I promised to share more of my poems with you, so here you go. This one is kind of strange, I think, and it requires some explanations.
The first person point of view comes from a white wolf, an outcast talking to regular wolves, or maybe to dogs. He describes them as "brown" and as a "dog herd," criticizing their vulgarity or conformity. The white wolf is proud to be different. He is even arrogant, describing his uniqueness and the special relationship he has with the moon: "I sing songs to her pale face//And she pours love to me from the sky." The white wolf is clearly condescending to the ones he is addressing: "I love you the way one loves a child," claiming that they are afraid of his difference: "your gaping fear has sharp teeth."
My favorite verse is the last one, where the white wolf recognizes that he is pathetic and miserable. He opposes those who (supposedly) hate him, yet understands that they are all intrinsically connected as "parts of one eternal whole." This yin and yang kind of relationship is so vital and strange that it hints "at the courage of nonsense." (Nonsense in this context means an oxymoron, a paradox). Although the white wolf acknowledges his misery, with the very last line he still asserts his power over the mundane: "the universe is the shiny pupil of my eye."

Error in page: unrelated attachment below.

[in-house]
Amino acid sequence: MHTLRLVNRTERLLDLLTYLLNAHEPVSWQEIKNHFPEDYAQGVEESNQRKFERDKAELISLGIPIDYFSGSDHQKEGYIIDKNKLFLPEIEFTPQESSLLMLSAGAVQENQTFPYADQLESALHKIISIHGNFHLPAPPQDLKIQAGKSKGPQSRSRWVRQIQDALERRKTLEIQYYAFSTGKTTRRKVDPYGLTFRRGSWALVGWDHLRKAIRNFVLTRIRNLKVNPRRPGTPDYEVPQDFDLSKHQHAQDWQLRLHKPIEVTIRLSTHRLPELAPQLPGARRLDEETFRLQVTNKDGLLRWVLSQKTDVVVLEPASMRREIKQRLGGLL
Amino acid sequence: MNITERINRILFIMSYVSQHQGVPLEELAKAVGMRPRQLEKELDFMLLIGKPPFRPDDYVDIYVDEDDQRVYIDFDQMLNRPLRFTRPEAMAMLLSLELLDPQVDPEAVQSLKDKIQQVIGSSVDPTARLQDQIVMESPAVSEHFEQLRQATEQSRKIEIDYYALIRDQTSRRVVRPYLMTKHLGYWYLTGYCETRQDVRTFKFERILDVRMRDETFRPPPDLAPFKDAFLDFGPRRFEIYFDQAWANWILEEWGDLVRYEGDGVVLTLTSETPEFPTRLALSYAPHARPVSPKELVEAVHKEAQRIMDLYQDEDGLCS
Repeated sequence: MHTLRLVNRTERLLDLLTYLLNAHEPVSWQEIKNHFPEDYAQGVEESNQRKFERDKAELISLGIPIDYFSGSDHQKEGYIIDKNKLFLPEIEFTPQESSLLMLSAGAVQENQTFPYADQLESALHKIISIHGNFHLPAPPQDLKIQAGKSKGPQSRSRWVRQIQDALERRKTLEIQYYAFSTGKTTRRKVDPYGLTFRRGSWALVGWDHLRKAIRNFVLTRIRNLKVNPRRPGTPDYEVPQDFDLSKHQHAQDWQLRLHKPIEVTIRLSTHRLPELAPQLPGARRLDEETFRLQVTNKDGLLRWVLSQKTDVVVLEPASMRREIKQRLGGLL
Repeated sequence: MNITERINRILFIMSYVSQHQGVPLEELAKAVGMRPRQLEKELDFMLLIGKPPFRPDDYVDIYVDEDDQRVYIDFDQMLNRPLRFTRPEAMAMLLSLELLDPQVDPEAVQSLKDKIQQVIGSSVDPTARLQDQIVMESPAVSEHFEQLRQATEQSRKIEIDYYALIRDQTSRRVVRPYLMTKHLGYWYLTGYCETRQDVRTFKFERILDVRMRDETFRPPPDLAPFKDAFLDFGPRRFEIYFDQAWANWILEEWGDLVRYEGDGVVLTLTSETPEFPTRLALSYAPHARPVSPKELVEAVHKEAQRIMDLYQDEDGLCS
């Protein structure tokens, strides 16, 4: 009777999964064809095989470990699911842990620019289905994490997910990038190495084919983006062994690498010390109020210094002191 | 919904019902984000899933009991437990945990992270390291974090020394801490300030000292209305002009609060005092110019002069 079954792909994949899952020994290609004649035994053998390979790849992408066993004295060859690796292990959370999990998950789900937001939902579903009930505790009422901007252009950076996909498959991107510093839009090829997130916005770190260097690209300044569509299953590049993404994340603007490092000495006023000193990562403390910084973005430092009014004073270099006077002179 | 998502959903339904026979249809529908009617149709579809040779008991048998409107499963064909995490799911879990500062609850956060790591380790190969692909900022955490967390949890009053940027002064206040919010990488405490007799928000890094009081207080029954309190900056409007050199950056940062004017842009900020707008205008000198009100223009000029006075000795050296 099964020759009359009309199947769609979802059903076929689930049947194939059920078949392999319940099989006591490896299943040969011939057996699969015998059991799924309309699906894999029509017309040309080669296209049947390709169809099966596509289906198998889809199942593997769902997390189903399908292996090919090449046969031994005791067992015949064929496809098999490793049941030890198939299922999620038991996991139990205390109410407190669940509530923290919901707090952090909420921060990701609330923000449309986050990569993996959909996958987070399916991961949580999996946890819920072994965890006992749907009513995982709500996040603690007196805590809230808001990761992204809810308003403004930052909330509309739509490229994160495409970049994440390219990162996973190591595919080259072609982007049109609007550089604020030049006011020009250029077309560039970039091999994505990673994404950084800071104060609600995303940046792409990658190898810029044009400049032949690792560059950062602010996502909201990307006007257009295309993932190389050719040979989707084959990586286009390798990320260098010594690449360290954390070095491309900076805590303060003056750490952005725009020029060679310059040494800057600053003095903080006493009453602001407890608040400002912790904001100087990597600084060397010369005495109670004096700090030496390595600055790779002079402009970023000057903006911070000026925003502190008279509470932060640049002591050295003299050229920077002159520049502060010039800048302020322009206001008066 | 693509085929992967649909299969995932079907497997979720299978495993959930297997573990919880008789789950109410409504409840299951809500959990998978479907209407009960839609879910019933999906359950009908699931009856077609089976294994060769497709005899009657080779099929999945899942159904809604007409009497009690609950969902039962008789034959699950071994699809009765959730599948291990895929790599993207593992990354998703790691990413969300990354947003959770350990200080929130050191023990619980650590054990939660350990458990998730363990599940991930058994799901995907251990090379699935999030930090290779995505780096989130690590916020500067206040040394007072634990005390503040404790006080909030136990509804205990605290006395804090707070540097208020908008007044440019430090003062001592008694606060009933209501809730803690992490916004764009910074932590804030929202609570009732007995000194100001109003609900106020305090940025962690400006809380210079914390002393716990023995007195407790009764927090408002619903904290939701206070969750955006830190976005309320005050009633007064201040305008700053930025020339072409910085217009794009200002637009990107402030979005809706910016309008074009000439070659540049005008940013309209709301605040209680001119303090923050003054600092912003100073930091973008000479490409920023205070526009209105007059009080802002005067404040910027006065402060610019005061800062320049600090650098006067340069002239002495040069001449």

The poem was originally written in Russian. The translation lacks the rhythm and rhymes of the original, unfortunately. You can my other poems, most of them still not translated, on this page.